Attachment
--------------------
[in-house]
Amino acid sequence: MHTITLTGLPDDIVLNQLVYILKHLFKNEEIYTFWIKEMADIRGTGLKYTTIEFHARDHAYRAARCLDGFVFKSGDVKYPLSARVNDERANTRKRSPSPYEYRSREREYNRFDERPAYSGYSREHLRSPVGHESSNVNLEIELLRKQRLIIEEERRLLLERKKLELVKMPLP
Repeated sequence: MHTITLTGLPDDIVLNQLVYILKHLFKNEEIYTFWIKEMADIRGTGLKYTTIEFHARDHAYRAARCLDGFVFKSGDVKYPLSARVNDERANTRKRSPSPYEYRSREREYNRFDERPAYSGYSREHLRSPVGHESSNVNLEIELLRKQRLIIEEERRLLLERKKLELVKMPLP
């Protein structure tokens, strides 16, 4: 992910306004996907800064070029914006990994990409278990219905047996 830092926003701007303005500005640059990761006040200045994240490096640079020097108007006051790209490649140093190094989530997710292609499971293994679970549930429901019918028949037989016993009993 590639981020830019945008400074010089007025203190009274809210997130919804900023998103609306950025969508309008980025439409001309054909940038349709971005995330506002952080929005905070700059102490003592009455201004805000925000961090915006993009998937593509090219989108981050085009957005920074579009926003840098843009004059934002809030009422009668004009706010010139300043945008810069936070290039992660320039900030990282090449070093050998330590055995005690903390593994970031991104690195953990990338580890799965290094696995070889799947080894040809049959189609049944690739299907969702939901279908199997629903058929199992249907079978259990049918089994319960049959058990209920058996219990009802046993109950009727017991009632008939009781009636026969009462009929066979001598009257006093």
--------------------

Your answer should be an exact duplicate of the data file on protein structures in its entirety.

[in-house]
Amino acid sequence: MHTITLTGLPDDIVLNQLVYILKHLFKNEEIYTFWIKEMADIRGTGLKYTTIEFHARDHAYRAARCLDGFVFKSGDVKYPLSARVNDERANTRKRSPSPYEYRSREREYNRFDERPAYSGYSREHLRSPVGHESSNVNLEIELLRKQRLIIEEERRLLLERKKLELVKMPLP
Repeated sequence: MHTITLTGLPDDIVLNQLVYILKHLFKNEEIYTFWIKEMADIRGTGLKYTTIEFHARDHAYRAARCLDGFVFKSGDVKYPLSARVNDERANTRKRSPSPYEYRSREREYNRFDERPAYSGYSREHLRSPVGHESSNVNLEIELLRKQRLIIEEERRLLLERKKLELVKMPLP
């Protein structure tokens, strides 16, 4: 992910306004996907800064070029914006990994990409278990219905047996 830092926003701007303005500005640059990761006040200045994240490096640079020097108007006051790209490649140093190094989530997710292609499971293994679970549930429901019918028949037989016993009993 590639981020830019945008400074010089007025203190009274809210997130919804900023998103609306950025969508309008980025439409001309054909940038349709971005995330506002952080929005905070700059102490003592009455201004805000925000961090915006993009998937593509090219989108981050085009957005920074579009926003840098843009004059934002809030009422009668004009706010010139300043945008810069936070290039992660320039900030990282090449070093050998330590055995005690903390593994970031991104690195953990990338580890799965290094696995070889799947080894040809049959189609049944690739299907969702939901279908199997629903058929199992249907079978259990049918089994319960049959058990209920058996219990009802046993109950009727017991009632008939009781009636026969009462009929066979001598009257006093």